RALEIGH, N.C. —
"He is right that it has a historical context," Barber said. "But what is that history? The history of racism. The history of lynchings. The history of death. The history of slavery. If you say that shouldn't be offensive, then either you don't know the history, or you are denying the history."
Sessions of the General Assembly moved to a newer building a half-century ago, but the old Capitol building is still routinely used as a venue for official state government events. McCrory's office is on the first floor, as are the offices of his chief of staff and communications staff.
The Republican governor was in the House chamber where the Confederate flag hangs as recently as Thursday, when he presided over the swearing-in ceremony of his new Highway Patrol commander.
The presentation of the Confederate battle flag at state government buildings has long been an issue of debate throughout the South. For more than a decade, the NAACP has urged its members to boycott South Carolina because of that state's display of the flag on the State House grounds.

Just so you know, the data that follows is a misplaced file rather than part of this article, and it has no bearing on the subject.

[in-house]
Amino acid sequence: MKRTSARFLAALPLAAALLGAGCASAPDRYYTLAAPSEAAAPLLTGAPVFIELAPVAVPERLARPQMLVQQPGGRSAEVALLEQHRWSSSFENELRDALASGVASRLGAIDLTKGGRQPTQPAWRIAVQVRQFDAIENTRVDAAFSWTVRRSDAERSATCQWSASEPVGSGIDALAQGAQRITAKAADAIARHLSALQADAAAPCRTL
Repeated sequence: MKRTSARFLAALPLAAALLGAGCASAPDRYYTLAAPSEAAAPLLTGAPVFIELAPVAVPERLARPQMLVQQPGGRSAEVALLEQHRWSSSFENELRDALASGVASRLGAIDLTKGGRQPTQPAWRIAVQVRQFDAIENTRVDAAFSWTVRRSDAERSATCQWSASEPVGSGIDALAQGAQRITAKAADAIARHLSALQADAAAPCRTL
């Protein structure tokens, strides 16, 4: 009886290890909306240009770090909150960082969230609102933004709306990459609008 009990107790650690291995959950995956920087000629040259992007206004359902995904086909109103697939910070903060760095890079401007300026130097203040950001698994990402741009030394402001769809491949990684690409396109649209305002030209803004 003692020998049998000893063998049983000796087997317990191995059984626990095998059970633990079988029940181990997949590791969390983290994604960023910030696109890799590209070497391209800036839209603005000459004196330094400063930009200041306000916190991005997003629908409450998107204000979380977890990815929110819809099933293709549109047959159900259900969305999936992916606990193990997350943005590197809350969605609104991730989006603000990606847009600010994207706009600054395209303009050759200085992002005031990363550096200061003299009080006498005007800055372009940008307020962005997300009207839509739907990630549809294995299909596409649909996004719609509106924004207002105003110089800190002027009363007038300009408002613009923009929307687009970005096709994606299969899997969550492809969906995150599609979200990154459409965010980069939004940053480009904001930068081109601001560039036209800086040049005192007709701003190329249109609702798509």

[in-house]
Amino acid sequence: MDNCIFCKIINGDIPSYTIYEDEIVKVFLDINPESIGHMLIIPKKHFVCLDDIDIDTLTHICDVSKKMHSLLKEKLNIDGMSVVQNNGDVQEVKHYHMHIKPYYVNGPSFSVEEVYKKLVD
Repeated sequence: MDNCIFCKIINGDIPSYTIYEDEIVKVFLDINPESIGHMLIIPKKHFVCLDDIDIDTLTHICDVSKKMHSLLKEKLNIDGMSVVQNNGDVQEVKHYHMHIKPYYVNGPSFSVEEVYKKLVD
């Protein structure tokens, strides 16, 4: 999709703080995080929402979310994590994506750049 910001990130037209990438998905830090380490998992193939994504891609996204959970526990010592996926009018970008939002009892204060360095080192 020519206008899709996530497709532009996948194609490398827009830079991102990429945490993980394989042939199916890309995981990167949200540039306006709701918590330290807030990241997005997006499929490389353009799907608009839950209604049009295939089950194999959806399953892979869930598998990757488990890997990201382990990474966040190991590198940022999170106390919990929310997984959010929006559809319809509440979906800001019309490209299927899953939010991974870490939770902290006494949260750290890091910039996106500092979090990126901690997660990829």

Prior to taking his current job in North Carolina in 2006, Hardison worked as director at the Mississippi home of Confederate President Jefferson Davis, which is operated as a museum and library owned by the Sons of Confederate Veterans. The group has led the fight in the South for the proud display of the Confederate flag, which it contends is a symbol of heritage, not hate.
Hardison said the battle flag was displayed with other flags described in the diary of a North Carolina woman who visited the Capitol in 1863. A large U.S. flag displayed in the Senate chamber is reminiscent of a trophy of war captured from Union troops at the Battle of Plymouth.